The coronavirus lockdowns may be easing, but we won’t be losing the ‘remote’ part from our working lives just yet.
Sceptics of flexible working have always scoffed at claims we are more productive when working from home. As far as those office-bound hardliners are concerned, it is all a case of wishful thinking.
It appears they are not entirely wrong.
Some people will work more effectively on their own, away from the workplace – but it depends on how long they are away, the kind of work they do, the environment they have at home and their personality, says Jon Williams, co-founder of Sydney-based management consultancy Fifth Frame and former global leader, people and organisation, at PwC.
However, if they have to collaborate, need social interaction, or home life is too noisy and distracting – then home-based work can be tough.
When productivity starts to suffer
All these reports of increased productivity in the early weeks of the pandemic are a product of that “can-do”, “we-are-all-in-this-together” spirit that comes to play in a crisis, explains Williams. People were working very long hours, fuelled by necessity and the fear of losing their jobs.
However, things change when the novelty of crisis has worn off.
“Everyone thought working from home was great for the first four to eight weeks,” says Williams.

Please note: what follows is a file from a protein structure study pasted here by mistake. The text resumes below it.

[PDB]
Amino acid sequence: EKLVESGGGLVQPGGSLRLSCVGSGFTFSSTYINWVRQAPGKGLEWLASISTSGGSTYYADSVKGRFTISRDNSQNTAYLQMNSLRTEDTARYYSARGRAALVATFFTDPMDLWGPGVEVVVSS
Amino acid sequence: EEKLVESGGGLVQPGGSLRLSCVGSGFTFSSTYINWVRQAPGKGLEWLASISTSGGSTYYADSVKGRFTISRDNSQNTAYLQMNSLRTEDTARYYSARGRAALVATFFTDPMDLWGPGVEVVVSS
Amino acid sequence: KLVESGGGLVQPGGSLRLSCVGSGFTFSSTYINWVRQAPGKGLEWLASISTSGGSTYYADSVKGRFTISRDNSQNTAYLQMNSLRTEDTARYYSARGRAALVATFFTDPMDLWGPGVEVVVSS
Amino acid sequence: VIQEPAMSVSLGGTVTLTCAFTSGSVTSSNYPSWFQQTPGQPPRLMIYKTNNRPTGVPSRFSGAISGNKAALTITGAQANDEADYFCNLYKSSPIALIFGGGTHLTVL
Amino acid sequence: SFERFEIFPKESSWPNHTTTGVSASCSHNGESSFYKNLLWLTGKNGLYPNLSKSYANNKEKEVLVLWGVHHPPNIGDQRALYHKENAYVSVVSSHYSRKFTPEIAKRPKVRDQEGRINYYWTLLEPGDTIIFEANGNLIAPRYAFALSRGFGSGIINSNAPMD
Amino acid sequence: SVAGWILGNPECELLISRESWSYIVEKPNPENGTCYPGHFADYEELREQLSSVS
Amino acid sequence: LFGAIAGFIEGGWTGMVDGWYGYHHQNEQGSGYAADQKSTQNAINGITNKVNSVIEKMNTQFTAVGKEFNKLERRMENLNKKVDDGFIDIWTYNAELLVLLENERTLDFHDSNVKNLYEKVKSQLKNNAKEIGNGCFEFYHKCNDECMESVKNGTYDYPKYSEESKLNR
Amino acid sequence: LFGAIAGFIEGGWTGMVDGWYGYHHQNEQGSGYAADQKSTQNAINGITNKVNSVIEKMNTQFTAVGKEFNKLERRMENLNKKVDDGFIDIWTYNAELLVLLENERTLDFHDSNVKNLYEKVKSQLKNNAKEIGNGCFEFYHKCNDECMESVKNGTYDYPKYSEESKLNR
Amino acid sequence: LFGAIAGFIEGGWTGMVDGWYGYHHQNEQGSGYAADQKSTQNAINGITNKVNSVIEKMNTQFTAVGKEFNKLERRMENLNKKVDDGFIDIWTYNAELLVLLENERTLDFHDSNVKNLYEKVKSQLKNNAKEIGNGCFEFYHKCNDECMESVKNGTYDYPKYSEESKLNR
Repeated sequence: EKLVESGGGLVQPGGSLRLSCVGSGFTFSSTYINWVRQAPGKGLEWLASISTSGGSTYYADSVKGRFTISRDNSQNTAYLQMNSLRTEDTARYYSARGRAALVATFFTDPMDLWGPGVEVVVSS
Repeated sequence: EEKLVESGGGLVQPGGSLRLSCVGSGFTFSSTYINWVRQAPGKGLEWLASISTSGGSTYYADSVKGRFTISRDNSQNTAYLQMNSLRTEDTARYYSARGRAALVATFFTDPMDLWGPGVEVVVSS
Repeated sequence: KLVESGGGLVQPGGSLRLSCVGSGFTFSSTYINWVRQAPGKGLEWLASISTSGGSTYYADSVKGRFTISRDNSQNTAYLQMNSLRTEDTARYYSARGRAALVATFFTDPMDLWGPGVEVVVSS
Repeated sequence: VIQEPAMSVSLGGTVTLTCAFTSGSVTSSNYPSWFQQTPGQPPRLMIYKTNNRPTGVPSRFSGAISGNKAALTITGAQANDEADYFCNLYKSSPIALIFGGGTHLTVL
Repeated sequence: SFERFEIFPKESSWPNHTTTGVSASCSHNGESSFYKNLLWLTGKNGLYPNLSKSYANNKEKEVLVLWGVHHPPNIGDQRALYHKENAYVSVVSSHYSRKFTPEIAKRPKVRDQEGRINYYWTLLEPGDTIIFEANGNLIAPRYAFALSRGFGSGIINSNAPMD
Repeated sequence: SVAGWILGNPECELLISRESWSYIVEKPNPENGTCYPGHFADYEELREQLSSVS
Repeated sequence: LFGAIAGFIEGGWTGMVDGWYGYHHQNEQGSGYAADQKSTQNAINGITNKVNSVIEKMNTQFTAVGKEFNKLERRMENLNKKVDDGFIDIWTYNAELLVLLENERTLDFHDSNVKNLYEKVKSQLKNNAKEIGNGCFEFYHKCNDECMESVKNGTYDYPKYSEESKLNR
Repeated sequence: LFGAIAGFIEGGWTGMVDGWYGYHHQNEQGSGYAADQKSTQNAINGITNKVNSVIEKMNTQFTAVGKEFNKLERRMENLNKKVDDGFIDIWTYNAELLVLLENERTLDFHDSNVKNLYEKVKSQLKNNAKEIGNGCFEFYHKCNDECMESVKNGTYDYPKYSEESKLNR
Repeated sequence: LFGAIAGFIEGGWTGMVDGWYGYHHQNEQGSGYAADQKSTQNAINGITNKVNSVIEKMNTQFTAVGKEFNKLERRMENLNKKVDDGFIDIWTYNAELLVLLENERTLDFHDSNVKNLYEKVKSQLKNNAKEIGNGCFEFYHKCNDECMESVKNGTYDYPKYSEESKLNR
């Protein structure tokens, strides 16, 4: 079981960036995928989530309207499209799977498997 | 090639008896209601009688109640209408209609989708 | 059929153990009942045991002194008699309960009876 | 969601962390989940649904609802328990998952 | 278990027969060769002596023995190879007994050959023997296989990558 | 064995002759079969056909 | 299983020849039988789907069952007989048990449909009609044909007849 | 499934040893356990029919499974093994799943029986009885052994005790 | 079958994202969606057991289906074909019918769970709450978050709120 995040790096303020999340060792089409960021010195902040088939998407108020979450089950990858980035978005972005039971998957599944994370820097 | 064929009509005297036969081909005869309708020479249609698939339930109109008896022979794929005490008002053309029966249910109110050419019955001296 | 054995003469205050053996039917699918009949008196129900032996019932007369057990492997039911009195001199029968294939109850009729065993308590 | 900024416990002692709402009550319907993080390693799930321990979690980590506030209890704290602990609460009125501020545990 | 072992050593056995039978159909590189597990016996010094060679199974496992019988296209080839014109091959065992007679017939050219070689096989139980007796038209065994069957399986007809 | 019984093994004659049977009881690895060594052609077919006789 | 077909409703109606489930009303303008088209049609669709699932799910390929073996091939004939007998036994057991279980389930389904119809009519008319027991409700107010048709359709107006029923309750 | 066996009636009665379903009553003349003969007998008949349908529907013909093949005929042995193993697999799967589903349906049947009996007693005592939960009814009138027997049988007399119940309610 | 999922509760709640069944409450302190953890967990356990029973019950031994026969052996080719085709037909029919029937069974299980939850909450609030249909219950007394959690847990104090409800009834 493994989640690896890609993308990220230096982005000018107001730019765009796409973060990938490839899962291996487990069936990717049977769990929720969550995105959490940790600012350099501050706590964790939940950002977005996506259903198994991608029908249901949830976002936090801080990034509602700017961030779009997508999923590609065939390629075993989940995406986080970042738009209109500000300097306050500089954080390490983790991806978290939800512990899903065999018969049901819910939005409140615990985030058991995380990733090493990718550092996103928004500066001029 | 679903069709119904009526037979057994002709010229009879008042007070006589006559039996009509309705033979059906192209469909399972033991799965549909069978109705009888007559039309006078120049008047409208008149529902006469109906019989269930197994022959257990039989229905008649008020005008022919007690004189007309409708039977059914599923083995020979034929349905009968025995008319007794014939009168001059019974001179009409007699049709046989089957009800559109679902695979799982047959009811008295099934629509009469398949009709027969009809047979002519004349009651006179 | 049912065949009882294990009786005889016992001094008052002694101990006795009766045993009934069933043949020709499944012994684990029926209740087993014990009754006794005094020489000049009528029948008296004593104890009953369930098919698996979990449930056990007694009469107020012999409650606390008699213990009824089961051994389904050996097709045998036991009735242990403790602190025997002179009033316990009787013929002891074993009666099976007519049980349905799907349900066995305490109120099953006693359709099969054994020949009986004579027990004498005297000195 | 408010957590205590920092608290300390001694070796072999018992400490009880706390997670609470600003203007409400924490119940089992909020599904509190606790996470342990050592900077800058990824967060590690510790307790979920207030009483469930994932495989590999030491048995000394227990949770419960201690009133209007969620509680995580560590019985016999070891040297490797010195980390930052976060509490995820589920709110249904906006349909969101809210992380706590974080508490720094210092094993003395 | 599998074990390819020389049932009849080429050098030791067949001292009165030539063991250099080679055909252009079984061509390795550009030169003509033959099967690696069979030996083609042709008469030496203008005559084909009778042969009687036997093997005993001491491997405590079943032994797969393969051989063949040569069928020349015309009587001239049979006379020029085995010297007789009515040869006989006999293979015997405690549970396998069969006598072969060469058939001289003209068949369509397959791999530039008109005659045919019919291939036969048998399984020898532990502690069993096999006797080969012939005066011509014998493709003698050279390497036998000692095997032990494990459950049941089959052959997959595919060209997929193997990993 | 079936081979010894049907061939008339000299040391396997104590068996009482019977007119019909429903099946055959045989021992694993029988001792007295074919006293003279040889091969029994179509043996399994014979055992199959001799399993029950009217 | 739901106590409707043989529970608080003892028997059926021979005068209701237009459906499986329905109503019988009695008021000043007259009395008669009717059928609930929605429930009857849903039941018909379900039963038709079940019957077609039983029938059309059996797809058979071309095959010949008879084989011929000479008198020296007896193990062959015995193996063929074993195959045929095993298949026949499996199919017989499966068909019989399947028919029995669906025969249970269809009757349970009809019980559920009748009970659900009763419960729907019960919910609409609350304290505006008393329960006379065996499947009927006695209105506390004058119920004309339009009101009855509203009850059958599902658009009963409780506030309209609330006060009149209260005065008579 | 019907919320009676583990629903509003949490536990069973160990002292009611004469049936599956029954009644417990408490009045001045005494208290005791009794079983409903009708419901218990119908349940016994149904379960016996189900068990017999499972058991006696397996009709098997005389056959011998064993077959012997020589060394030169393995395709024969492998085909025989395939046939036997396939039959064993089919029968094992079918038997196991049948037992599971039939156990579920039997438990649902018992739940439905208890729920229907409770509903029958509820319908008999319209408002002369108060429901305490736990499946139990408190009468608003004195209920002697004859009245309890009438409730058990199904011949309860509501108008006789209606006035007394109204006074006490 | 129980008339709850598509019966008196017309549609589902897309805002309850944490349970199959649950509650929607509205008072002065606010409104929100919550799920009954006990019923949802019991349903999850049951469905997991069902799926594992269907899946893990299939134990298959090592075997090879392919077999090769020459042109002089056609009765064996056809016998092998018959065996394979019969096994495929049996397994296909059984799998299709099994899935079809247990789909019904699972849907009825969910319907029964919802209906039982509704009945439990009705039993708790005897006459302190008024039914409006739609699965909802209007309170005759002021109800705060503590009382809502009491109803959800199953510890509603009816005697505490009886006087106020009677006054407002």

“Many of them found they could get on with their tasks because they were not being interrupted and people genuinely found they were more productive.
“Once they got past that initial period, however, the slow degradation of relationships and the lack of those hallway conversations started to impact the productivity of those who have longer-term, more complex, work.
“When you are physically remote, those relationships fade to the point that people stop supporting each other. And, at that point, your productivity starts to suffer.”
“When you are physically remote, those relationships fade to the point that people stop supporting each other.”Jon Williams, Fifth Frame
Will the hybrid model of work be the ‘new normal’? …
Source: Acuity Magazine